Bioelecrochemical anaerobic sewage treatment technology (BEAST) for Arctic communities – progress report
|Theme||1. Environmental protection|
|Session Name||1.5 Sanitation in small Arctic communities|
|Datetime||Sep 05, 2018 03:00 PM - 03:10 PM (UTC +3)|
|Author(s)||Boris Tartakovsky (National Research Council Canada, Canada), Andrew Colombo (National Research Council Canada, Canada), Yehuda Kleiner (National Research Council Canada, Canada)|
This paper describes a novel wastewater treatment technology suitable for small remote northern communities. The technology is based on an enhanced biodegradation of organic carbon through a combination of anaerobic methanogenic and microbial electrochemical (bioelectrochemical) degradation processes leading to biomethane production. The microbial electrochemical degradation is achieved in a membraneless flow-through bioanode–biocathode setup operating at an applied voltage below the water electrolysis threshold.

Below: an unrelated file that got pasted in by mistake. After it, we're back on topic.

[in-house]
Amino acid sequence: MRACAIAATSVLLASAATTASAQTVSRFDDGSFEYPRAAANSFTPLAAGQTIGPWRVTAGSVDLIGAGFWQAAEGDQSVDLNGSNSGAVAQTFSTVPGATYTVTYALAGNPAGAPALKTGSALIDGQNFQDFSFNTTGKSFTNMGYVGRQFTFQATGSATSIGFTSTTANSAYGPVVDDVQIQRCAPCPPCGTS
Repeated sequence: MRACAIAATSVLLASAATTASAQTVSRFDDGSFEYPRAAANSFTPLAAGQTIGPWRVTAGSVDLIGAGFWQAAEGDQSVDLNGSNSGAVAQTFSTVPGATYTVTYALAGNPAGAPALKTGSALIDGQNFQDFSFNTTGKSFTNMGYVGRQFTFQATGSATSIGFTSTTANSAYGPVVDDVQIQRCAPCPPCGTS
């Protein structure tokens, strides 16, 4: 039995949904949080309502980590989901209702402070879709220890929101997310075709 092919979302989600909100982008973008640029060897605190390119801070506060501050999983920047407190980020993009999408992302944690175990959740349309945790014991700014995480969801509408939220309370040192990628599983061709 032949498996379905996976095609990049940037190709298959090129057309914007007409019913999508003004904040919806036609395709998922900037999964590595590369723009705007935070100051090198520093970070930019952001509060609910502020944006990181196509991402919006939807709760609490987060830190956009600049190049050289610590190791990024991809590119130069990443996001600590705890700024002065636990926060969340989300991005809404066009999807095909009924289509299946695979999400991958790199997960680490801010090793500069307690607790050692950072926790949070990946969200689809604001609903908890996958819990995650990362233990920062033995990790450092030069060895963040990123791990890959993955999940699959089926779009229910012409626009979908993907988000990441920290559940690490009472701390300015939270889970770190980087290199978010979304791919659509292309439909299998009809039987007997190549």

Laboratory wastewater treatment tests conducted through a broad range of mesophilic and psychrophilic temperatures (5–23 °C) showed a biochemical oxygen demand (BOD5) removal efficiency of 90–97% and an effluent BOD5 concentration as low as 7 mg L−1. An electricity consumption of 0.6 kWh kg−1 of chemical oxygen demand (COD) removed was observed. Low energy consumption coupled with enhanced methane production led to a net positive energy balance in the bioelectrochemical treatment system.
The BEAST technology has been in development for a number of years and earlier efforts have been reported in previous Arctic-related conferences. This paper describes recent progress, including the construction, operation and lessons learnt from scale-up testing reactors.
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